Hyatt manages to live fairly well via his disability checks, but in June and July, after they were deposited into his account, somehow most of the money disappeared.

“I haven’t figured out what happened yet,” he said, but is working with his bank to discover what happened.

The loss of the money meant he was unable to pay rent on his efficiency apartment in July. So he turned to Roanoke Area Ministries, and applied for a grant from the Emergency Financial Assistance Program, which is supported by the Roanoke Times’ Good Neighbors Fund.

“They’re good people here,” he said, about RAM’s caseworkers, and he believes donations to the fund are very much needed.

“If you look in your heart, you’ll know what the right thing is to do,” he said about potential donors. “There are so many people out there in need.”

Since the COVID-19 pandemic began, Hyatt’s activities have been curtailed. He spends most of his time in his apartment, but he stays busy by reading, studying and exercising

He also is enjoying being clean and sober for the past five years, though he noted that his all-time record is 18 years.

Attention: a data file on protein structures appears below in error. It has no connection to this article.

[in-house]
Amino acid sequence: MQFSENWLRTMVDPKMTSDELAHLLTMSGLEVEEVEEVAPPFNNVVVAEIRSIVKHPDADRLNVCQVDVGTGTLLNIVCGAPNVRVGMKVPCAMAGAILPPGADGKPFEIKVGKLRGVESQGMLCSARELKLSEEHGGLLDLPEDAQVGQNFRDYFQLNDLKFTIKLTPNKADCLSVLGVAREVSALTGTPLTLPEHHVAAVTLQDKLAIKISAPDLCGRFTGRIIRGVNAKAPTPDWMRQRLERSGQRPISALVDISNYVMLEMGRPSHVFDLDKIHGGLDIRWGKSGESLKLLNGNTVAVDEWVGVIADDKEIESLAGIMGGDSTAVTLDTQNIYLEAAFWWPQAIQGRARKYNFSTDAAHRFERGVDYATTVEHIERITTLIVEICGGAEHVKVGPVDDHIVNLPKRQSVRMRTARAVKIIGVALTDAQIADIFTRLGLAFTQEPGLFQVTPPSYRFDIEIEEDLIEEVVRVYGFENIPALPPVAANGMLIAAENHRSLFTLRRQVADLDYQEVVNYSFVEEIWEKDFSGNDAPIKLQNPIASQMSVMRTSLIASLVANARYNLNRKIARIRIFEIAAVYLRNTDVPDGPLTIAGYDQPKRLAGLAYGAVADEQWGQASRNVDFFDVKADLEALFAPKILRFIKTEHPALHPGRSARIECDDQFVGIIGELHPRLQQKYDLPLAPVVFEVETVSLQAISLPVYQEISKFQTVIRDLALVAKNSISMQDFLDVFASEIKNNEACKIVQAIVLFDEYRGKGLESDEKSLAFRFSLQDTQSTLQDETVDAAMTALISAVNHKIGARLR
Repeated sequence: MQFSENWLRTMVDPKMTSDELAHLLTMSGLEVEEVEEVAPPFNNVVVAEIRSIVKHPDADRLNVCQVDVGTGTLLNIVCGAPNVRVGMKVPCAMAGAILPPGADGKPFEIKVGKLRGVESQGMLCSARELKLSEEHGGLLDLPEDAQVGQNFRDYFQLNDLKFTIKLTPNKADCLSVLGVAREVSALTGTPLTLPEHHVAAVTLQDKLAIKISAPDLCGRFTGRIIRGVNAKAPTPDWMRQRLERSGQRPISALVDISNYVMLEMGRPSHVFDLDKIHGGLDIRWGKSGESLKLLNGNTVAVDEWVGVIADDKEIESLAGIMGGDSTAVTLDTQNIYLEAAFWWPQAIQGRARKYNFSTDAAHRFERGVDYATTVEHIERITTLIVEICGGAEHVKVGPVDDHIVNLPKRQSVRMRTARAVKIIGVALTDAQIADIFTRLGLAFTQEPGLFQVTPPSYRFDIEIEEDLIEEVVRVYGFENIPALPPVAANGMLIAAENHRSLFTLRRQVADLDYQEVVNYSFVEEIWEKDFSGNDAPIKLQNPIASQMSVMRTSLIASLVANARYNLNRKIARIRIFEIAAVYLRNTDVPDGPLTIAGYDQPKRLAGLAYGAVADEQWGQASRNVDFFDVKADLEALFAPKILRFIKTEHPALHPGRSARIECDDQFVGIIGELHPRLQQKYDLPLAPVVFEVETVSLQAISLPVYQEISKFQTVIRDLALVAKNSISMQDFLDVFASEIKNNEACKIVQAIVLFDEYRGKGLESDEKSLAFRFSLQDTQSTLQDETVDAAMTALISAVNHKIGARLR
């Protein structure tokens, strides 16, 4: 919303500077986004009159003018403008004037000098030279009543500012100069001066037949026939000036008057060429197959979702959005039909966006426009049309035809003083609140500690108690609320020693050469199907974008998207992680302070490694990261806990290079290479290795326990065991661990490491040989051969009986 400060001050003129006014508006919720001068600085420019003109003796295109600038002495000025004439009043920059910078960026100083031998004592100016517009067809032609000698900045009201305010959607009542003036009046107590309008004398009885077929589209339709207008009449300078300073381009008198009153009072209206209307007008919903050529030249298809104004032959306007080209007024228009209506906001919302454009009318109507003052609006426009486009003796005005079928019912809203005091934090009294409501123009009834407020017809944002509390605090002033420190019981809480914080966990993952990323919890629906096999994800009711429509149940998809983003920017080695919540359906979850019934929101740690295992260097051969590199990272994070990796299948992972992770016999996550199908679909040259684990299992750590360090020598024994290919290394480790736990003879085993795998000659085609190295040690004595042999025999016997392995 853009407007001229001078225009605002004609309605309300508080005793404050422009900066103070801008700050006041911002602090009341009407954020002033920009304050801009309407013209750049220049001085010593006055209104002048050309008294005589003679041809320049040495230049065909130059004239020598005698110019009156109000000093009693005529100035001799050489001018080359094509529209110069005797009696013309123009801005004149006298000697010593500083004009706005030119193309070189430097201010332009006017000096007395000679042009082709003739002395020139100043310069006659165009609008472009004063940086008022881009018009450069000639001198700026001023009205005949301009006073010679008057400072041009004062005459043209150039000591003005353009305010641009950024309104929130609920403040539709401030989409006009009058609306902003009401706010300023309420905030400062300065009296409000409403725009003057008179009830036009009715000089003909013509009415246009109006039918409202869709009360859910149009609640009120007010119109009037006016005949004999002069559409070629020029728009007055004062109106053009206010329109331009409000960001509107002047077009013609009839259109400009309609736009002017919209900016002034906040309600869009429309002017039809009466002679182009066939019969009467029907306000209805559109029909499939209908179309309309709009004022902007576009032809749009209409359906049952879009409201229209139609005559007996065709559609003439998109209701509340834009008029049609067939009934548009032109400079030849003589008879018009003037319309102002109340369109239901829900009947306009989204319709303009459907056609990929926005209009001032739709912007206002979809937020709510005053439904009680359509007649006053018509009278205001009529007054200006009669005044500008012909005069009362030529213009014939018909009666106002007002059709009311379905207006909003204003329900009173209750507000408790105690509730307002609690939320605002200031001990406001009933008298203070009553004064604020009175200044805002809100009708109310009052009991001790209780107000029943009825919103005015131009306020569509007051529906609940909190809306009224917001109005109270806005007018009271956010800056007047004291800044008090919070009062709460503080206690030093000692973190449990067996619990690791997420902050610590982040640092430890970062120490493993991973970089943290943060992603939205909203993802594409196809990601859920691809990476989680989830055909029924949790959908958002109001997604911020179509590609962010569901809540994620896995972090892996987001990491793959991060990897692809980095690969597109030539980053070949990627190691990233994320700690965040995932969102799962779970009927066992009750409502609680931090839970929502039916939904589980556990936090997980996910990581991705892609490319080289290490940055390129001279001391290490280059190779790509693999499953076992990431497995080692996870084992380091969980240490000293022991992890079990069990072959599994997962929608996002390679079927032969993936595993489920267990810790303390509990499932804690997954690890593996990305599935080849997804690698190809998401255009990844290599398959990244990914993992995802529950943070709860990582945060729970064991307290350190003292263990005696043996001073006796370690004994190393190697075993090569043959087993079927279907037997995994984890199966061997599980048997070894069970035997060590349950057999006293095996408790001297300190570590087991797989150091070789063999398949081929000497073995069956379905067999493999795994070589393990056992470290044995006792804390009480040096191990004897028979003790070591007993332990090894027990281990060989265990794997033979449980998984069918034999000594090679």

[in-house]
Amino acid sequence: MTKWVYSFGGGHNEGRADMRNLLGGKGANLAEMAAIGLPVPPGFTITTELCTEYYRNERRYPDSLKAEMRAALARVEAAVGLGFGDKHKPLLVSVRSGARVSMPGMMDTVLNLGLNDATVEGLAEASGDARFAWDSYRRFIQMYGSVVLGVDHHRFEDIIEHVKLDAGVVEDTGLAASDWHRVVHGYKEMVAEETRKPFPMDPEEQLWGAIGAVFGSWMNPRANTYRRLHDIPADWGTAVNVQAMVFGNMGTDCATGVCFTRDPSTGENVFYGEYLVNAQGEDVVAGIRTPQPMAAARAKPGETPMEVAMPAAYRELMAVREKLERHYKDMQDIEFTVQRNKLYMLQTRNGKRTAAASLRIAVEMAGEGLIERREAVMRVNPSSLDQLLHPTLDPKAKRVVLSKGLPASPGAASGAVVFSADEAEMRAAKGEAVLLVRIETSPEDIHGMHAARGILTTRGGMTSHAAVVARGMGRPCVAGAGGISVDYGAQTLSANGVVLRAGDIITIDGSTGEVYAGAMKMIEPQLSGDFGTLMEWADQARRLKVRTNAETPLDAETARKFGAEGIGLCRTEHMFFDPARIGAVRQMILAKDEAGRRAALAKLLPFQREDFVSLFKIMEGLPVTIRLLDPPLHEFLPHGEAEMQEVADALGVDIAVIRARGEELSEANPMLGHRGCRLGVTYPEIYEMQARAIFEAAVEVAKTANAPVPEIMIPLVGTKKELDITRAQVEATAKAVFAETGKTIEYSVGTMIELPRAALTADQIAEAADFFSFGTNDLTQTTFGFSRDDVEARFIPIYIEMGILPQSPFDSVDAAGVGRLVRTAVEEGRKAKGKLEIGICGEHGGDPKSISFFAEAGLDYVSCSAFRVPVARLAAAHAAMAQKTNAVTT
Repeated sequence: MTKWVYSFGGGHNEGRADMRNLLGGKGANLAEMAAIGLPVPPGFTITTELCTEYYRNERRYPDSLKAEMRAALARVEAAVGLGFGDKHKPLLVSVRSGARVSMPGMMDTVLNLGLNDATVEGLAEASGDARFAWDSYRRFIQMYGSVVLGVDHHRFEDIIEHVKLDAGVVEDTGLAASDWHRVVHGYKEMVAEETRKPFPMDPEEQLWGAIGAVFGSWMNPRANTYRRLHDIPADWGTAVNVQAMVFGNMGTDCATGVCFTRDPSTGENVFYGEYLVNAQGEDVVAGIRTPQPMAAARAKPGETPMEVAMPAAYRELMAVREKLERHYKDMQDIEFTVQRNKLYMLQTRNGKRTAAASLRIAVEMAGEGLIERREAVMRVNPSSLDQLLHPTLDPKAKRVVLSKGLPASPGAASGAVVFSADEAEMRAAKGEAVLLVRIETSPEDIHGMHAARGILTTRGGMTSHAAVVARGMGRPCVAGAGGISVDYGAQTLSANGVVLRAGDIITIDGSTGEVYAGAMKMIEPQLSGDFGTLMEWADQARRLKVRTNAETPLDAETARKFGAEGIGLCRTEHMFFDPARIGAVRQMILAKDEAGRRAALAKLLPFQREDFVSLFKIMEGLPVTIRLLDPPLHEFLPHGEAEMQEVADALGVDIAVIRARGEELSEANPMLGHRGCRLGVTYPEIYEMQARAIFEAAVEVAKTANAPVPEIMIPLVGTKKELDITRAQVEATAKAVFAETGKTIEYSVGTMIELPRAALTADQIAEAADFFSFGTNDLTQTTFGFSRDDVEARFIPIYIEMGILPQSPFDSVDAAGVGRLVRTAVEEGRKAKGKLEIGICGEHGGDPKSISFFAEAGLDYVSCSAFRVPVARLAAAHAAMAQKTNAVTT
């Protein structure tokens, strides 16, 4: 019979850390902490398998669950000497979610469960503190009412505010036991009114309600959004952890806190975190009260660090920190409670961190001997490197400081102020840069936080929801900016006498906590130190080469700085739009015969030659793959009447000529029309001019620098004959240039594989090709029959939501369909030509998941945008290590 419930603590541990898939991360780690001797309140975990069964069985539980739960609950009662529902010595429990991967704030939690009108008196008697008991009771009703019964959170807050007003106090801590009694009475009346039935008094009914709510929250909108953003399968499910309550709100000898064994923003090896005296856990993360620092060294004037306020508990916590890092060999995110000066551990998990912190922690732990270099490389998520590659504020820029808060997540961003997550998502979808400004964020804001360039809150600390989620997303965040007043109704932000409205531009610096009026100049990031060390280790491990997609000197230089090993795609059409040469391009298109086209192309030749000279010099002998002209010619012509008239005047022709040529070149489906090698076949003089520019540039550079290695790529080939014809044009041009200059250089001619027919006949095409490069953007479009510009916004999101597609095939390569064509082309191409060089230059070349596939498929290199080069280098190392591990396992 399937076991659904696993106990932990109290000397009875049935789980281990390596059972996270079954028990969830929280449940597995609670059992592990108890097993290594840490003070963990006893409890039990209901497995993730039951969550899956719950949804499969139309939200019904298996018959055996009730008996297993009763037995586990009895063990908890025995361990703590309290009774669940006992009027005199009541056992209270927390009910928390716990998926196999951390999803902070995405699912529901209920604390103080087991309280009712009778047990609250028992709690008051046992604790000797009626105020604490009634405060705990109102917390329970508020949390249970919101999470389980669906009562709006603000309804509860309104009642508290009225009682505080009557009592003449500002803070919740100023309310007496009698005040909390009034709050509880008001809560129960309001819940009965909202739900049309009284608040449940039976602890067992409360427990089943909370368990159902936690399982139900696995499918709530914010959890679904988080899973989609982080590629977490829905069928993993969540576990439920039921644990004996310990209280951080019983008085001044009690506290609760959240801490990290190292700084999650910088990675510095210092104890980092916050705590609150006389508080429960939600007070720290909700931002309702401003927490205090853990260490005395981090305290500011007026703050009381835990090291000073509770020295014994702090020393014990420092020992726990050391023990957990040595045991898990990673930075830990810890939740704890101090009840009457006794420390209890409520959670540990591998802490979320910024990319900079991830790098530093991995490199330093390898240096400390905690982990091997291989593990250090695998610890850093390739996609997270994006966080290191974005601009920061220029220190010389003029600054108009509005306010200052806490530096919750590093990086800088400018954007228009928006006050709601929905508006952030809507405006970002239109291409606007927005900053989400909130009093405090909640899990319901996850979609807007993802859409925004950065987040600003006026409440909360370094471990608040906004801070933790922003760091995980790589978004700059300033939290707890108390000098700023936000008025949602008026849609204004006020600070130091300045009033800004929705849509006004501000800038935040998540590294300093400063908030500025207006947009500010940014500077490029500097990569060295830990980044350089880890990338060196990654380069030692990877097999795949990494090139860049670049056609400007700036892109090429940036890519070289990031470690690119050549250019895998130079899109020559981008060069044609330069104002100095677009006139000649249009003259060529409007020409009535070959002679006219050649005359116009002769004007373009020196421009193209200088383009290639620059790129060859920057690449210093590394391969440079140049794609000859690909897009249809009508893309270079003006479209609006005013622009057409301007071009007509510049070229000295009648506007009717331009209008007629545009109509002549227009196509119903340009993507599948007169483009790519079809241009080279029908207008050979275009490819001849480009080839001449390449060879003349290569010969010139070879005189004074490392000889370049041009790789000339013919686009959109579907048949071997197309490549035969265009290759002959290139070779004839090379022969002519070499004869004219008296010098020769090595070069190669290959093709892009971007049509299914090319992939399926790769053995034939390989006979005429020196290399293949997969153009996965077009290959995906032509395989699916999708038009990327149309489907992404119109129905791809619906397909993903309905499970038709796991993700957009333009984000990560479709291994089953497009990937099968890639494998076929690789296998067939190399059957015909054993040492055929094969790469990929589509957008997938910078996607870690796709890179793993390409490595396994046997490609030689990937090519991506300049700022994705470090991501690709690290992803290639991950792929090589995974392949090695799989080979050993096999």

“It’s a different level of sobriety,” he said about this period in his life. “I know I’m working with God and He’s working with me.”


National
Families struggle with how to hold 2nd pandemic Thanksgiving

Back in the spring, Pauline Criel and her cousins talked about reuniting for Thanksgiving at her home near Detroit after many painful months of seclusion because of the COVID-19 pandemic.

But the virus had a different plan. Michigan is now the nation’s hot spot. Hospitals there are teeming with patients, and schools are scaling back in-person learning. A resurgent virus has pushed new infections in the U.S. to 95,000 daily, hospitals in Minnesota, Colorado and Arizona are also under pressure, and health officials are pleading with unvaccinated people not to travel.

Criel’s big family feast was put on hold. She is roasting a turkey and whipping together a pistachio fluff salad — an annual tradition — but only for her, her husband and two grown boys.

“I’m going to wear my stretchy pants and eat too much — and no one’s going to care,” she said.

Her story reflects the Thanksgiving dilemma that families across America are facing as the gatherings become burdened with the same political and coronavirus debates consuming other arenas.